Everett spit up his meds, so there were a few times where I actually wore a raincoat and gloves in the clinic. I laugh about it now because it seems ridiculous, but when you’re in the middle of it all, you just improvise and do what you have to do.

Image a pregnant mom holding her child with her husband standing beside her

Danielle: My pregnancy with Avery began the same week that Everett got sick. I took a pregnancy test on Sunday, told Seth (who was out of town on business) on Tuesday, and then Everett started with a fever on Thursday that just wouldn’t stop. He was 19 months old at the time. He was so sick and only wanted to sleep on me, but then he started to pee through his diaper because of all of the steroids and chemo. I worried about it being absorbed into my skin during the early stages of my pregnancy, so I would put puppy training pads across my chest and lap. He went through a patch where he spit up his meds (which ended up on me), so there were a few times where I actually wore a raincoat and gloves in the clinic. I laugh about it now because it seems ridiculous, but when you’re in the middle of it all, you just improvise and do what you have to do.

Then the pandemic hit, and suddenly there were so many new- and hard-implications for us as parents of a very sick toddler who was also about to become a big brother.

Danielle: This happened in the fall of 2019 — when cancer and early pregnancy symptoms were the “only” things we thought we’d have to contend with. Then the pandemic hit, and suddenly there were so many new and hard implications for us as parents of a very sick toddler who was also about to become a big brother. My parents live in California, and Seth’s are in Georgia. Right when I was approaching my due date, Everett was in the middle of his delayed intensification treatment, which made his immune system especially compromised. On top of that, the protocols for traveling during COVID made it nearly impossible for either set of grandparents to come and be with him when it was time for me to have the baby.

Seth: I drove her to the hospital and dropped her off with her bag, we kissed each other goodbye, and then I watched her C section live on Facetime with Everett. I came back and picked her up three days later and met Avery for the first time.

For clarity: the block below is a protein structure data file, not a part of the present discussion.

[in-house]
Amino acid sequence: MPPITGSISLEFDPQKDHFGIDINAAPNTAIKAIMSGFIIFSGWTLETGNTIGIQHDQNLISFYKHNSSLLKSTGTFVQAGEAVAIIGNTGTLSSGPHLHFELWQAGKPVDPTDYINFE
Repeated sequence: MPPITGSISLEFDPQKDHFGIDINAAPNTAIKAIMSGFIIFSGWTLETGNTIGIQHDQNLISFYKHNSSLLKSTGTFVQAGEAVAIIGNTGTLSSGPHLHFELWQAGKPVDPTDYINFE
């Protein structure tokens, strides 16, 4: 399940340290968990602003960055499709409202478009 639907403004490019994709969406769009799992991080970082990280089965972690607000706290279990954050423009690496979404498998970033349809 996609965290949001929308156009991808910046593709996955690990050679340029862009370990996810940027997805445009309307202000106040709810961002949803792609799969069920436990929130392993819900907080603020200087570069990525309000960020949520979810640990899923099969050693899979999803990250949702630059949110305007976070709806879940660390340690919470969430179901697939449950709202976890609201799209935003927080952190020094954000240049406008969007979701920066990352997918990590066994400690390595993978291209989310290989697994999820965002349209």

Seth: Sometimes you just want extra hands and arms, if not to hold the baby, then to run the vacuum or push a swing, clean up after dinner. Because of our situation and because of COVID, we haven’t been able to have anyone help. We’ve always watched March Madness every spring, so now our motto is “Survive, then advance.” Just get through this round. Then think about the next. Our first opportunity to finally be around other family — and maybe get a date night — will be this month when we go to the beach. We’re cautiously optimistic, and yet, cancer can be unpredictable so we’re trying not to get our hopes up too much.

Danielle:  We’re grateful that he’s doing well and amazingly, never lost his boundless energy. Me, on the other hand? There are so many days when I feel like I’m on the verge of losing it, and sometimes I do — because it’s just all been so much. We get to nap time, then figure out how to get to dinnertime, and bedtime. It’s like being in a marathon, except that you feel like you’re sprinting the entire time. For us, the finish line is right before his 4th birthday — when he’ll finish his treatment. If there’s a silver lining to this, it’s that he was so young when he was first diagnosed, he probably won’t be able to recall too much of those first months in the clinic. We’re hoping that time will dull some of the sharper edges of this for him — and for us.

Image child sitting on a swing in backyard

Everett’s cancer journey is not over.
And for the next child diagnosed with cancer, it is just beginning.

As we recognize Childhood Cancer Awareness Month, make your donation so a family will never face their child’s cancer alone. You can make sure the next hero family receives financial assistance when they need it the most, and emotional support through every personal note, email, phone call, and visit. As the world looks for hope, guidance, and support, our childhood cancer families don’t have to look far. Hope, guidance, and support are the pillars of Connor’s Heroes mission.

About the authors:

Kristin Seward
Kristin is a portrait photographer and photojournalist whose passion is finding and telling stories of hope within the community. She became involved with Connor’s Heroes after spending time with Katie Tyson and her family. Katie and Jim’s son, Callen, was diagnosed with leukemia. Over the course of two years, Kristin documented several other Connor’s Heroes hero families — both during and after treatment — for the “Heroes of RVA” and “RVA Cures” campaigns. She is honored to be able to do this project with her dear friend and fellow Compassion Photographer, Patience Salgado.

Patience Salgado
Patience Salgado is a Compassion Photographer who has had the honor of serving and photographing families in the passages of both birth and pediatric hospice for the last 12 years. The Salgado family found themselves on their own medical journey when their son Jamie was diagnosed with thyroid cancer in the summer of 2019. Walking this path together has solidified her heart belief that there is beauty in the dark and power in the light. Her hope is to see and honor each part of your story and reflect all the beautiful humanity it holds.

Image child hugging the leg of his mom standing in their backyard